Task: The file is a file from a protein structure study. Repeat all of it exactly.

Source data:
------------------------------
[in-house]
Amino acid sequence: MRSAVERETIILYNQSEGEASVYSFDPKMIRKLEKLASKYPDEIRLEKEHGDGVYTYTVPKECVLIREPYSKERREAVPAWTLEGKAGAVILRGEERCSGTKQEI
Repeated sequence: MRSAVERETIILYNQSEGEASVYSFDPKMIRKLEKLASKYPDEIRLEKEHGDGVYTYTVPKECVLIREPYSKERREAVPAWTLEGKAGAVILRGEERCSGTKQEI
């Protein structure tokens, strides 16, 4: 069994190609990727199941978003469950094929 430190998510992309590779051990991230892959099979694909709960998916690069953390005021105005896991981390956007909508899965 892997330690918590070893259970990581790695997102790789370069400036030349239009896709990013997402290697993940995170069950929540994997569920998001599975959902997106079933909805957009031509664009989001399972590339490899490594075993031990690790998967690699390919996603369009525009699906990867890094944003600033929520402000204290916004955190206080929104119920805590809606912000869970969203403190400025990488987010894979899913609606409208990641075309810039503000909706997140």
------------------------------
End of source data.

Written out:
[in-house]
Amino acid sequence: MRSAVERETIILYNQSEGEASVYSFDPKMIRKLEKLASKYPDEIRLEKEHGDGVYTYTVPKECVLIREPYSKERREAVPAWTLEGKAGAVILRGEERCSGTKQEI
Repeated sequence: MRSAVERETIILYNQSEGEASVYSFDPKMIRKLEKLASKYPDEIRLEKEHGDGVYTYTVPKECVLIREPYSKERREAVPAWTLEGKAGAVILRGEERCSGTKQEI
């Protein structure tokens, strides 16, 4: 069994190609990727199941978003469950094929 430190998510992309590779051990991230892959099979694909709960998916690069953390005021105005896991981390956007909508899965 892997330690918590070893259970990581790695997102790789370069400036030349239009896709990013997402290697993940995170069950929540994997569920998001599975959902997106079933909805957009031509664009989001399972590339490899490594075993031990690790998967690699390919996603369009525009699906990867890094944003600033929520402000204290916004955190206080929104119920805590809606912000869970969203403190400025990488987010894979899913609606409208990641075309810039503000909706997140």